Code Review: NewMethodBinder

Tfpt review /shelveset:NewMethodBinder;tomat

Affects outer DLR, Python, Ruby.

DLR, Python

Redesigns the default method binder:

  •      Merges ParameterBinder into MethodBinder, moves virtual 

methods related to CLR method binding and parameter conversions from
ActionBinder and DefaultBinder to MethodBinder.

  •      MethodBinder is now an abstract class that provides virtuals 

that languages can override. DefaultMethodBinder provides simple
implementation that languages can base their binders on or directly use.

  •      Enables "partially restricted splatting" feature (only 

implemented in Ruby so far, but should be relatively easy to generalize
it and use it by default):

  •      Previous implementation required languages to pass the binder 

an array of meta-objects including all items of the splatted array. This
is not feasible for splatting arrays containing thousands of items
(StackOverflow exception occurred in a Ruby library due to an expression
of depth greater than 5k constructed as a rule condition). The new
implementation allows the binder to only construct such conditions and
restrictions that are necessary to decide which overload to select. In
the worse case, which occurs e.g. when the overload set is { foo(params
int[]), foo(params object[]) } and the call-site is foo(*([1]*10000 +
[‘x’])) , the condition that decides whether an overload/rule is
applicable is implemented using a loop rather than disjunction of 10001
type equality expressions. Usually, the overload could be selected by
splatting the array partially, using few items of the array from
beginning and/or end of the array. More optimizations to the partial
splatting are certainly possible - those should be easy to implement on
top of the new method binder architecture if needed.

  •      MethodBinder builds its state in several steps (see 

ResolveOverload method):

  1.  TargetSets and MethodCadnidates are built - MethodCandidate 

represents a CLR method overload tailored to a fixed arity (a follow-up
refactoring will merge MethodTarget into MethodCandidate, they map 1:1).
TargetSet represents a set of MethodCandidates (CanidateSet would be a
better name - will rename in a follow-up change) that match the same
arity. Building MethodCandidates involve creating ParameterWrappers and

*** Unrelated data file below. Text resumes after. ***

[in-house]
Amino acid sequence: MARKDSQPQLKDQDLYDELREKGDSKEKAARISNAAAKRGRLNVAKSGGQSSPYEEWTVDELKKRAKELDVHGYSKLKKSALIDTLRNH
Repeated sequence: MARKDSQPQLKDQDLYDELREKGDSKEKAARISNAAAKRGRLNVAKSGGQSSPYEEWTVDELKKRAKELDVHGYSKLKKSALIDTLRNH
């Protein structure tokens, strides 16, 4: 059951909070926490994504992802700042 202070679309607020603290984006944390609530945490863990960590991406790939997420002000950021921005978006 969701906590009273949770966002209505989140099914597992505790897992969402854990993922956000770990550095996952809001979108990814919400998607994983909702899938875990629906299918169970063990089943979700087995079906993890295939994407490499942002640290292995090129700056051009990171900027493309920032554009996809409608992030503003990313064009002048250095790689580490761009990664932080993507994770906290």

ArgBuilders. This process can be customized by languages. Languages can
define their own wrappers and builders, their own dictionary and array
splatting mechanisms.

  1.  The ActualArguments class is created (this is also customizable 

by languages). ActualArguments instance holds on meta-objects of
positional and named arguments, actual argument names, and various
indices needed for splatting.

  1.  TargetSet with arity corresponding to the number of actual 

arguments is created. If the binder implements partial splatting, the
array is splatted to match arities of existing target sets but no more.
The rest of the arguments (those that were not extracted from the array)
are referred to as “collapsed” and are dealt with separately during
overload resolution. The previous implementation of “MakeBindingTarget”
is replaced by a new one, which fixes issues with named arguments and
also takes collapsed arguments into consideration. It has several steps:

a. Match actual names of the arguments with parameter names,
calculate permutations that map indices of the former to the latter, and
filter out MethodCandidates whose parameter names don’t match. The
result of this step is a set of ApplicableCandidates, each
ApplicableCandidate comprises of a MethodCandidate and a ArgumentBinding

b. Then for each narrowing level: Non-collapsed arguments are
tested for convertibility to the parameter types of the applicable
overloads. Those overloads that don’t match are removed from applicable
candidates set. If no overloads remain, it’s an error. If a single
overload remains we successfully chosen the overload (note that
collapsed arguments don’t need to be visited in this case). Otherwise we
check whether collapsed arguments can all be converted to the element
type of the corresponding params-array. Again, if no candidate remains,
we failed. If a single one remains we succeeded. Otherwise we continue
by comparing various conversions and selecting the best ones based on
the current narrowing level.

  •      During these steps the MethodBinder builds its state 

(candidate sets, actual arguments, etc.) and derived method binders can
also remember some additional data/state that is used for building
arguments or error reporting (temporary variable that stores the
splattee, restrictions/conditions used for splatting, the signature of
the call-site, etc.). The MethodBinder should be instantiated with all
information that doesn’t change during overload resolution (the “input”
to the overload resolution).

  •      Renames ParameterBinderWithCodeContext to PythonMethodBinder 

and moves it to Python.

  •      Moves SiteLocalStorage to Python. Ruby uses a different 

storage class and it’s very simple for languages to define and use their

  •      ActionBinder.BindSpecialParameter shouldn't deal with 

CodeContext and SiteLocalStorage - moved to PythonMethodBinder.

  •      Moved ContextArgBuilder and SiteLocalStorageArgbuilder to 


  •      ArgBuilder.CanGenerateDelegate needs to be protected so that 

custom ArgBuilders can override it.

  •      Improves errors reported by the method binder.
  •      Removes old call, invoke  and operation actions and related 



  •      Replaces calls to obsolete methods of default method binder 

with those using meta-objects.

  •      Implements partially restricted splatting.


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